I follow a lot of higher education news outlets, you know, everything from The Chronicle and Inside Higher Ed to some more niche news providers as well in this space. And there's a ton of ink being spilled right now about really what should the relationship between higher education and the workforce be like?
I think it's made all the more pressing by rising costs and, you know, what really can only be described as sort of shaky public faith in higher education. If you look at the results of many surveys that have been done over the last couple of years, you know, folks are really beginning to wonder, you know, what purpose does a college degree, what purpose does higher education serve?
And so, you know, there's certainly major workforce implications here as we think about, you know, what do we need as a nation? What do we need and our states need and regions need as economies? And what sort of talent and training will we need to have to fulfill these things?
And of course, you know, higher education is the primary pathway for credentialing at the moment. And so, you know, we've really been as an organization, you know, connecting with a lot with legislators and policy makers around what that relationship could look like. Most recently we've done some great work in the state of Connecticut as it relates to the tech talent sphere and digital skill sets. Working to forge relationships between institutions and with private entities.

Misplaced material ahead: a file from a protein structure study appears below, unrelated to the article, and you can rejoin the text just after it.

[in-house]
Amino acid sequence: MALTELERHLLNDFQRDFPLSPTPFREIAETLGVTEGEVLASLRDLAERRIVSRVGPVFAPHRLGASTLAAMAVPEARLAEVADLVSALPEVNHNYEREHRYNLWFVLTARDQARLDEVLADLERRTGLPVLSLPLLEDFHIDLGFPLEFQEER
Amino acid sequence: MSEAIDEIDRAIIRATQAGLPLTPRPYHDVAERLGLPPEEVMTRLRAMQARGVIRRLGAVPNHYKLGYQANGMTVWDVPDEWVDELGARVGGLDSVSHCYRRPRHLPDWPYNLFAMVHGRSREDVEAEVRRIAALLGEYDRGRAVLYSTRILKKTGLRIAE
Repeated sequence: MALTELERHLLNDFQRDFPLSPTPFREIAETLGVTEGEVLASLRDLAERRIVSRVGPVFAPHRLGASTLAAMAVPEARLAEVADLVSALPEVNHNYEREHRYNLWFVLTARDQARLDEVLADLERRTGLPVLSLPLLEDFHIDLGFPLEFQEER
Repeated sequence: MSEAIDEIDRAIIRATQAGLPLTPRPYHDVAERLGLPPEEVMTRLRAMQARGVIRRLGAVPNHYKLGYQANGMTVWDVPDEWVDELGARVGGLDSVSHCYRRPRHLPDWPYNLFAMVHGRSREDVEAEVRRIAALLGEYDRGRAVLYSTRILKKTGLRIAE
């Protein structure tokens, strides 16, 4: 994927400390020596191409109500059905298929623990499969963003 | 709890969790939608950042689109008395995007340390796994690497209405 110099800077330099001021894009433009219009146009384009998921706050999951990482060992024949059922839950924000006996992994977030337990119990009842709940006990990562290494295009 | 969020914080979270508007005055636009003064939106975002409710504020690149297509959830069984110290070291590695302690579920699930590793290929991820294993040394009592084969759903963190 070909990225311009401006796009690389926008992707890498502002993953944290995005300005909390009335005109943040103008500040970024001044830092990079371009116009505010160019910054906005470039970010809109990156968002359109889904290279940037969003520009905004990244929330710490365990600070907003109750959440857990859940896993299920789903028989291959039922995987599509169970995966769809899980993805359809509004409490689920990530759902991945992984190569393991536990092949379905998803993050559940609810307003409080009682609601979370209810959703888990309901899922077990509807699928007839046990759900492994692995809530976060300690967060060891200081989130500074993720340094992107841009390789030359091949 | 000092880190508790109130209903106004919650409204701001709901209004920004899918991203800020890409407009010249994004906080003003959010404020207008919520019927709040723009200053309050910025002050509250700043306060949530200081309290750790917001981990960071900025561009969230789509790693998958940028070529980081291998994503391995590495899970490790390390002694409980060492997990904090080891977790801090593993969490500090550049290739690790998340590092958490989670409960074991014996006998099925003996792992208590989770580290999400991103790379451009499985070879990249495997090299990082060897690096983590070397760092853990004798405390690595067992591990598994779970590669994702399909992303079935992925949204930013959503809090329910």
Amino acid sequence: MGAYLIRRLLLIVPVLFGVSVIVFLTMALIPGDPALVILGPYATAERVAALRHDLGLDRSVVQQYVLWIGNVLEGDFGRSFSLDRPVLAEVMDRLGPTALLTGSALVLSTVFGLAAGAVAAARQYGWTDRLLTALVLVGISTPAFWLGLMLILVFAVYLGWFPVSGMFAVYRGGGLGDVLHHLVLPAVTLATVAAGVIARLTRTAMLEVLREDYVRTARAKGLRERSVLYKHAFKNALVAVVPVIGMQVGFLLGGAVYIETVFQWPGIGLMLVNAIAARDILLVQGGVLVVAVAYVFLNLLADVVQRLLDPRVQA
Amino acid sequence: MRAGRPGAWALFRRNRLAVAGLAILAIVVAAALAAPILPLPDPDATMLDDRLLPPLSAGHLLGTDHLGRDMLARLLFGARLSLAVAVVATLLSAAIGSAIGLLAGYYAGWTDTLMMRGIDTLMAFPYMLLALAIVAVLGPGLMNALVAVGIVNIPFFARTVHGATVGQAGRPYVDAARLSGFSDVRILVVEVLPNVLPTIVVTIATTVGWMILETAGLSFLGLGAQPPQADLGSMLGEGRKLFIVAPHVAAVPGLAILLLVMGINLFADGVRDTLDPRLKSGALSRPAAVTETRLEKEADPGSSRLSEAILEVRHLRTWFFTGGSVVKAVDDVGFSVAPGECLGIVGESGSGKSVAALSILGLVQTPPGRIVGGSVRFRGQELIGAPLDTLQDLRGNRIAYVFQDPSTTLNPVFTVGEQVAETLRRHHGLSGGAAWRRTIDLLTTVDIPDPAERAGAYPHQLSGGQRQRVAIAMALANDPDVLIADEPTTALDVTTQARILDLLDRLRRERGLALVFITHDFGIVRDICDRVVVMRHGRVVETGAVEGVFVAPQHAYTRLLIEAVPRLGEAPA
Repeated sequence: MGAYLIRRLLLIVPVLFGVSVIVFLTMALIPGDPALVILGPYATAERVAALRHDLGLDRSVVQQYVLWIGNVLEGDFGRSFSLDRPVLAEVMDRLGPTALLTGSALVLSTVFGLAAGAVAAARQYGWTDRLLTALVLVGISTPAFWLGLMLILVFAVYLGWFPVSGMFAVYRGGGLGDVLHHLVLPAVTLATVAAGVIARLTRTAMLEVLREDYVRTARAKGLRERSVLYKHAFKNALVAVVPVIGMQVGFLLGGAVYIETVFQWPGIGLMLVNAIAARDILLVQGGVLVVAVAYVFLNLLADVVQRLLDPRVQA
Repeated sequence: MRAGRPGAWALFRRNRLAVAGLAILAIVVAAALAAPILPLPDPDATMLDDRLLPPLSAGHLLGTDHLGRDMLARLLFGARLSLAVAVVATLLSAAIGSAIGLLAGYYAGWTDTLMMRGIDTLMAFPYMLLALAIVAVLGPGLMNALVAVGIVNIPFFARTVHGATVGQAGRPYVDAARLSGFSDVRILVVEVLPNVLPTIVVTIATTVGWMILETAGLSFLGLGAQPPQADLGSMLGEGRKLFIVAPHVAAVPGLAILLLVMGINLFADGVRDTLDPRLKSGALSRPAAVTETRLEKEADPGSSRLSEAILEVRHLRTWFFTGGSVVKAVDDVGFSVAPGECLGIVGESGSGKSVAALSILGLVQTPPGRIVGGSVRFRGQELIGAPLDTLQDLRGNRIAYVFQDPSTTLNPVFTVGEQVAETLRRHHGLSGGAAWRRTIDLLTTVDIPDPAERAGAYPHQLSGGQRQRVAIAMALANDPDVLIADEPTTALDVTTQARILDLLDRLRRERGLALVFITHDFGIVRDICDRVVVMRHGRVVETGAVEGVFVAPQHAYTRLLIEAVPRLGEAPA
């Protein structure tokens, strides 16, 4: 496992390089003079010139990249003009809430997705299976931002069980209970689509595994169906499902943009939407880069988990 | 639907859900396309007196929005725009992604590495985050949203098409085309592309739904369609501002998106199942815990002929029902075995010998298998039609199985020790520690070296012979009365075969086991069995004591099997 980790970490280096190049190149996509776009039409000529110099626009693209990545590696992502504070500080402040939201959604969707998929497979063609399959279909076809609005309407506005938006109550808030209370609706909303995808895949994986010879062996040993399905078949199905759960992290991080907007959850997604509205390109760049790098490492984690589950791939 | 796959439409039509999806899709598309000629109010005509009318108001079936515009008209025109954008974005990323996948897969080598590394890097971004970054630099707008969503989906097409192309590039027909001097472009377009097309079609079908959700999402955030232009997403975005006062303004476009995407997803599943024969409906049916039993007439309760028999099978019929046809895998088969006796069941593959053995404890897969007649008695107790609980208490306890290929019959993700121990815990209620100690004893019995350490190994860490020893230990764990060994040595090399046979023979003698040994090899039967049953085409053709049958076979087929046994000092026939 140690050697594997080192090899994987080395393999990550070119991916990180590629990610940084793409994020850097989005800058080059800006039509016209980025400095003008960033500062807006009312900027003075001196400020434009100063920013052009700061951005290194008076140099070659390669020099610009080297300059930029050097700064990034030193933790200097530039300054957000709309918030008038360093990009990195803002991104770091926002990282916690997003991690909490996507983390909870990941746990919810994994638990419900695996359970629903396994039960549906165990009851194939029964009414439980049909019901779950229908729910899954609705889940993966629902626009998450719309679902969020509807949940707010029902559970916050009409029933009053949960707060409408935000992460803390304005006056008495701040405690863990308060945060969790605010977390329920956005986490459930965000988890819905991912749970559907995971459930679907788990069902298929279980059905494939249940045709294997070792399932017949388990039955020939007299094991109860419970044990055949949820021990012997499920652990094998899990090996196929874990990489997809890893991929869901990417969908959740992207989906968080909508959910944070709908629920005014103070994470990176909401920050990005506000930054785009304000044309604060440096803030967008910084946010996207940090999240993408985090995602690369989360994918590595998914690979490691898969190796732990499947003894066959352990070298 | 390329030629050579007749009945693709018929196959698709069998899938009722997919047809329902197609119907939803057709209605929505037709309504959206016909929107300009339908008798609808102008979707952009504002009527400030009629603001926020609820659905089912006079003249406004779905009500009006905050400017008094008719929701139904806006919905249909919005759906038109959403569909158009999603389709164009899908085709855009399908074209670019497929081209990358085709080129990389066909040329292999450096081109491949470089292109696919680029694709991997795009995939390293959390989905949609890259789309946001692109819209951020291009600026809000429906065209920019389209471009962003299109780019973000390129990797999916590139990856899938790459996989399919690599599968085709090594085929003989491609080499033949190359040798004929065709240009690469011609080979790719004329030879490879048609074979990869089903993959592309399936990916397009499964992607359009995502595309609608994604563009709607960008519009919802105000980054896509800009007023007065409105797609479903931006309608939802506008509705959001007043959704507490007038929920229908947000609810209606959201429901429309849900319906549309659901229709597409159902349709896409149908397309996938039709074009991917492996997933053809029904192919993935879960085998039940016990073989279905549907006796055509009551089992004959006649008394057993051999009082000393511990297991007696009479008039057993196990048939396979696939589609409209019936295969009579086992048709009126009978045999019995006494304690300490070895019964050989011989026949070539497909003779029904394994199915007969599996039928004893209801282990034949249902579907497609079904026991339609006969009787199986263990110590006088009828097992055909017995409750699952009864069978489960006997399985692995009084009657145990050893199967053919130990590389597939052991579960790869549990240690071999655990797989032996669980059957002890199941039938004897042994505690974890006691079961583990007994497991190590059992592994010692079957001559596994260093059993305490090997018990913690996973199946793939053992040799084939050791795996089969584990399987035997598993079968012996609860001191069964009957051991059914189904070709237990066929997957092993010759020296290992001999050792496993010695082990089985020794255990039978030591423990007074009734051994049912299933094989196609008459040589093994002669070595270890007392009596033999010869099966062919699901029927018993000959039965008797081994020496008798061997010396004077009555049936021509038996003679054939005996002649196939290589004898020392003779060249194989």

Jonathan Hughes: So let's bring it back to the tip of the sphere, as you call it, which is Tuition Break. And you are the Director of that program, so I wonder if we could cover what Tuition Break is and then what's your role there as Director?
Jonathan Gowin: Yeah, absolutely. So first things first, Tuition Break is, the way I describe it is an opportunity for New England residents to save money on their tuition when they enroll at an out-of-state public college. So the great thing about tuition break is that we really exist to support New England students that want to go to a New England institution.